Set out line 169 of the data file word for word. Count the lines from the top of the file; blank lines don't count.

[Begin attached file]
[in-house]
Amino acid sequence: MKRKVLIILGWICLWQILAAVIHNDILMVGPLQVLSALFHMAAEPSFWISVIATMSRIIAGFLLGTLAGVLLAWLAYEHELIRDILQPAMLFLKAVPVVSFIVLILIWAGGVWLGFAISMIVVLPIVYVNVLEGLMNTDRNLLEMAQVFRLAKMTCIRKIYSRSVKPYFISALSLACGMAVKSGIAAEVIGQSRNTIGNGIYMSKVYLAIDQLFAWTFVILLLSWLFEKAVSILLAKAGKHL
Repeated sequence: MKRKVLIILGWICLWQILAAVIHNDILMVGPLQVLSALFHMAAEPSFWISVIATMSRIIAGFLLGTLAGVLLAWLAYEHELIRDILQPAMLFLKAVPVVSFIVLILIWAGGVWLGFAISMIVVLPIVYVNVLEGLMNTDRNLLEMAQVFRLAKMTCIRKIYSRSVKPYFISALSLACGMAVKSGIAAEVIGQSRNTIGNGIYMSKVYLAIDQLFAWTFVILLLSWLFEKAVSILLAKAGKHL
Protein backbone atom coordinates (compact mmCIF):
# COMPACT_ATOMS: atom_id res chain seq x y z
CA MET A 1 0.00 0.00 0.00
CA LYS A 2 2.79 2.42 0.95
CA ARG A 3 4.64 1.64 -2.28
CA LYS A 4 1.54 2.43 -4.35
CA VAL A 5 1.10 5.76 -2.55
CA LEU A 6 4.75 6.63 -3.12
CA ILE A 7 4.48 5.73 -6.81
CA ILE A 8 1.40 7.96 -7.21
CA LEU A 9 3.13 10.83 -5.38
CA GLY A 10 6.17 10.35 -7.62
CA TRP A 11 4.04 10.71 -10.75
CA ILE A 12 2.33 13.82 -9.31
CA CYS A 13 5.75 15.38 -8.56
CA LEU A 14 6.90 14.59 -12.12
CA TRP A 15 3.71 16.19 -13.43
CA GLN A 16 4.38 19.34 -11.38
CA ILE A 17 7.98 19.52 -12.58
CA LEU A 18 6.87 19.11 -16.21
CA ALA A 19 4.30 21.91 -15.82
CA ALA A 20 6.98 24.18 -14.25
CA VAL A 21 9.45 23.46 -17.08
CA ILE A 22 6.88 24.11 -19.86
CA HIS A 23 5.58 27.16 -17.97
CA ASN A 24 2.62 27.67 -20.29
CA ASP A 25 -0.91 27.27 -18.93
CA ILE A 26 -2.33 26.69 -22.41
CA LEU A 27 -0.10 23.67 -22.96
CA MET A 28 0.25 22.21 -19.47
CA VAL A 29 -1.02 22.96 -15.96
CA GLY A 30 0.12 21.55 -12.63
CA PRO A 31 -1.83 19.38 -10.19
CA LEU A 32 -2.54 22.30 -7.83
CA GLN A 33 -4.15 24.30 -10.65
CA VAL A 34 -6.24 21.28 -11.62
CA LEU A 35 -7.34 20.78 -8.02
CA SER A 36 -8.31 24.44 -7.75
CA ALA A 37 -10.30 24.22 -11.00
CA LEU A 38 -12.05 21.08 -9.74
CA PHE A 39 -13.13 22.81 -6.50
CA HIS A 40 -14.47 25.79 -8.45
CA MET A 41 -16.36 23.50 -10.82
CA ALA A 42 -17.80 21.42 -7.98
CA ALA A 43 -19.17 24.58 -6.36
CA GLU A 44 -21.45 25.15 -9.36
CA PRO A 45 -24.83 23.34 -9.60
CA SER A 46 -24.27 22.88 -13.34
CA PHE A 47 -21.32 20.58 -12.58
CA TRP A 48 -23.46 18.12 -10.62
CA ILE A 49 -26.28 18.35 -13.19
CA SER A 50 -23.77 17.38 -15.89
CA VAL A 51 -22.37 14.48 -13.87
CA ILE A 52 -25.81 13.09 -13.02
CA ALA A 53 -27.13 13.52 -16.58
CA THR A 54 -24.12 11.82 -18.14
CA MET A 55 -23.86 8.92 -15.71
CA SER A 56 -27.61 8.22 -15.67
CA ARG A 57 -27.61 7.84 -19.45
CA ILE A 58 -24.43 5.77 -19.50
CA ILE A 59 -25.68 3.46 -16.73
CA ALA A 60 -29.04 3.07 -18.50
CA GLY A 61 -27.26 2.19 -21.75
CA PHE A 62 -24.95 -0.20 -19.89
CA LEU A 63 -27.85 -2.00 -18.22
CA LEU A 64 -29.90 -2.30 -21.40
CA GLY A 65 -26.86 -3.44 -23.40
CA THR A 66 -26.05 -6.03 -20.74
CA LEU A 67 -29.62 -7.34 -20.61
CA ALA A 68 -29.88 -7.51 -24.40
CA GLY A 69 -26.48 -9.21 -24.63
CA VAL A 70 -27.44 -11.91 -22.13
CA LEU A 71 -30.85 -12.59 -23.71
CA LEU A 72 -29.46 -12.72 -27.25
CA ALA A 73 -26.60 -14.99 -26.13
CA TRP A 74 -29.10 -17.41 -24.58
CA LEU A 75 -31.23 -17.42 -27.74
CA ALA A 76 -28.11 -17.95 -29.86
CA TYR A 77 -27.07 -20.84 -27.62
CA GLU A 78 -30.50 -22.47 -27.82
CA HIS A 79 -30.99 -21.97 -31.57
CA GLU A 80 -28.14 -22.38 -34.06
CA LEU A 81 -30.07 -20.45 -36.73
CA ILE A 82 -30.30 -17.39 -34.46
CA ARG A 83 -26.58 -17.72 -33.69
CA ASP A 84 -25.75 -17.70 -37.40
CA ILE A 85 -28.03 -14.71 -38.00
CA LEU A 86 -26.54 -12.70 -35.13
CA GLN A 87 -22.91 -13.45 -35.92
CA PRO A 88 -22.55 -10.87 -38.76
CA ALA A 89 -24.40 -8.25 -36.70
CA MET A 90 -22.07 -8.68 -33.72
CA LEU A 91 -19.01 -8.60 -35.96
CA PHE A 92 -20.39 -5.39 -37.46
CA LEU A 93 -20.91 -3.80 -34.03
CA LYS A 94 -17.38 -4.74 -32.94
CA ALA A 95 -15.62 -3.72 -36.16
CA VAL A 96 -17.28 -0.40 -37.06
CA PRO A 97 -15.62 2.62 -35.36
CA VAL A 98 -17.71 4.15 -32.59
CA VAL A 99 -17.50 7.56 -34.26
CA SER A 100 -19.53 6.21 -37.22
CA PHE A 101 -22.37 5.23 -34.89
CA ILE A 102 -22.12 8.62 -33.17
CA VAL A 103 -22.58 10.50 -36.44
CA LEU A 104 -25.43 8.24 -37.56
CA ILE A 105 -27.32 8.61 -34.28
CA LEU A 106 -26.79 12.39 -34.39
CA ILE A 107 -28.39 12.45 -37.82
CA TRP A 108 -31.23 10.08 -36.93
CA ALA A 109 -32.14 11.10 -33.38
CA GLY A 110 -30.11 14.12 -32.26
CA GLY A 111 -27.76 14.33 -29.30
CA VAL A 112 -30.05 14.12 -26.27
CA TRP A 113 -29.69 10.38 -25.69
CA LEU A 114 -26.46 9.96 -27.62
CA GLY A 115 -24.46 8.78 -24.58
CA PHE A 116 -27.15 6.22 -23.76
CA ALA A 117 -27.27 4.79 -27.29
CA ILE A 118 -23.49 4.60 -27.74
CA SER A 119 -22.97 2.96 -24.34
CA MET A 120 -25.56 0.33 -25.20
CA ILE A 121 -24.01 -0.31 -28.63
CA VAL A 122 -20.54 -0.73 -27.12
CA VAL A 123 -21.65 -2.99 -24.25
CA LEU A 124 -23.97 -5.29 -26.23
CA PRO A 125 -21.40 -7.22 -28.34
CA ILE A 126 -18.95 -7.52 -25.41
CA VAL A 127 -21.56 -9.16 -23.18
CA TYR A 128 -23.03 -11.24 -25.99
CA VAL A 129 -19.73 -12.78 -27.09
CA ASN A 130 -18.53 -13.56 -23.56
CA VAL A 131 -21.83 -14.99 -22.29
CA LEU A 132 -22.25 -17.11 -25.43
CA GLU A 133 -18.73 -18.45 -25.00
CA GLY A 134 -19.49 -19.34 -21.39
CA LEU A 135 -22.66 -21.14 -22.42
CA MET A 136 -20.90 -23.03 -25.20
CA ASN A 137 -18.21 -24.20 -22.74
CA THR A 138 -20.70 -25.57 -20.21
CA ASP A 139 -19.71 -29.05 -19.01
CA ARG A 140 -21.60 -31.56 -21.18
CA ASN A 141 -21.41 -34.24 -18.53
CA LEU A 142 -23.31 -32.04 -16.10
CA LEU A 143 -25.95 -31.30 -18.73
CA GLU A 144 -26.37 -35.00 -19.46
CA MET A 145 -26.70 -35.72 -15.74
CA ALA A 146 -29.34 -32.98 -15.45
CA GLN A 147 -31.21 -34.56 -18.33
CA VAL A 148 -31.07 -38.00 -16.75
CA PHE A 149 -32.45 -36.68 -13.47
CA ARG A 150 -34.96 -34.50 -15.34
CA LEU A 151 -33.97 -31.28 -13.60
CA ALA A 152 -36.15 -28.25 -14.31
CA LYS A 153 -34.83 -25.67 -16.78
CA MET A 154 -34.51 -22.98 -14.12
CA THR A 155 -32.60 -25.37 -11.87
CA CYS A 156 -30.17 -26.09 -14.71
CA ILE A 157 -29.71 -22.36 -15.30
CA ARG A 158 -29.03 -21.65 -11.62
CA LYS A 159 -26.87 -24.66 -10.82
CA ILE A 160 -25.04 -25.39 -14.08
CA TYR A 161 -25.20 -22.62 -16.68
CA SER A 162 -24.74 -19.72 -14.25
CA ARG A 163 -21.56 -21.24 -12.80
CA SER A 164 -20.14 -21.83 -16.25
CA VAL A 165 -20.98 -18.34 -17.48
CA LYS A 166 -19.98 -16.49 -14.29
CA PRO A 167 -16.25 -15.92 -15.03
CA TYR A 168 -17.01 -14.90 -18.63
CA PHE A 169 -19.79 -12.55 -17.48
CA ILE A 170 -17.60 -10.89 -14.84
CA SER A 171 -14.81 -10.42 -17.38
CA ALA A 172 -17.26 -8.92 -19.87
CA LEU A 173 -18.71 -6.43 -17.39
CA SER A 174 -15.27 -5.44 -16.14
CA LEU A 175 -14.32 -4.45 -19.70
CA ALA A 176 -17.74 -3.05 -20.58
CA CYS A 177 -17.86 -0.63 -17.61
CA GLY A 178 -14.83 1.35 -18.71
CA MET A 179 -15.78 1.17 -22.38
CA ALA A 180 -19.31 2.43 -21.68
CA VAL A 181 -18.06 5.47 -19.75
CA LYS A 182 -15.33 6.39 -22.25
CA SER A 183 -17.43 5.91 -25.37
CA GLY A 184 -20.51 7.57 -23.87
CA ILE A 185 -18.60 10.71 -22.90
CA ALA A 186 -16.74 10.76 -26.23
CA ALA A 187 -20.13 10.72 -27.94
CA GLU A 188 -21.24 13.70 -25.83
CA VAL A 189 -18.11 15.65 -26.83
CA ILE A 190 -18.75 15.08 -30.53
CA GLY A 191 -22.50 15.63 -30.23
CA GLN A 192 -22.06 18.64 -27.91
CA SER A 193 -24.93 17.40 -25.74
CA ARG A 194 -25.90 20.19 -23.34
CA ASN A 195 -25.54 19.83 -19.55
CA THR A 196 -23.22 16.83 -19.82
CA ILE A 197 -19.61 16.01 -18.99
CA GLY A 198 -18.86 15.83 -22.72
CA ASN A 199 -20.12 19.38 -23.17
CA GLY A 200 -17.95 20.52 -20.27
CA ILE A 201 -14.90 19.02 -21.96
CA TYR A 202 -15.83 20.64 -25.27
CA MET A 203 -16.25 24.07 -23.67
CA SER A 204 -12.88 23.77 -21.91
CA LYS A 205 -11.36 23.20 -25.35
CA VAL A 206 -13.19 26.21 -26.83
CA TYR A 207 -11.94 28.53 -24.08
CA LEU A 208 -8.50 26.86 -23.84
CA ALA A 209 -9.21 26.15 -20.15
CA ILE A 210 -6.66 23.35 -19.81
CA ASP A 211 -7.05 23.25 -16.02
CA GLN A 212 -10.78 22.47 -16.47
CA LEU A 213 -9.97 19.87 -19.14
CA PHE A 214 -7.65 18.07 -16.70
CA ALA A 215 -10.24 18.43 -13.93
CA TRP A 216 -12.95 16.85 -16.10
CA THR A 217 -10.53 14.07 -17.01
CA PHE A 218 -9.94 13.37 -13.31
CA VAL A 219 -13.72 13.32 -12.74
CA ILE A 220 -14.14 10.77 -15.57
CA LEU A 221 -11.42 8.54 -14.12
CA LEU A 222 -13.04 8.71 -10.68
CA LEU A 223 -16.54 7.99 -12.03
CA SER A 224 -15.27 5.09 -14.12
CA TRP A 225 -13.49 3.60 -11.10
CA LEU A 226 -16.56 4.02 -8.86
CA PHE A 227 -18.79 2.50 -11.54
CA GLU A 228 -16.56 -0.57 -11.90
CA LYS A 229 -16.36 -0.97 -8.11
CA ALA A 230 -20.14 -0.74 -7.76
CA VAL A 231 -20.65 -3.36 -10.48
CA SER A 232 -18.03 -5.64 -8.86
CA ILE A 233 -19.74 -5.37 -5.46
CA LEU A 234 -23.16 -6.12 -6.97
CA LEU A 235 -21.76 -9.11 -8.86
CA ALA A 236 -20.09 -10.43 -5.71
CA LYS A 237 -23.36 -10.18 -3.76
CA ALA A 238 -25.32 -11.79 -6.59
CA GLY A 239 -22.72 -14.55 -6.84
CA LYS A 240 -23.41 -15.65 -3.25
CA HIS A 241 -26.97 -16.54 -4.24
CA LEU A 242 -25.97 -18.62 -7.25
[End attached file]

CA SER A 164 -20.14 -21.83 -16.25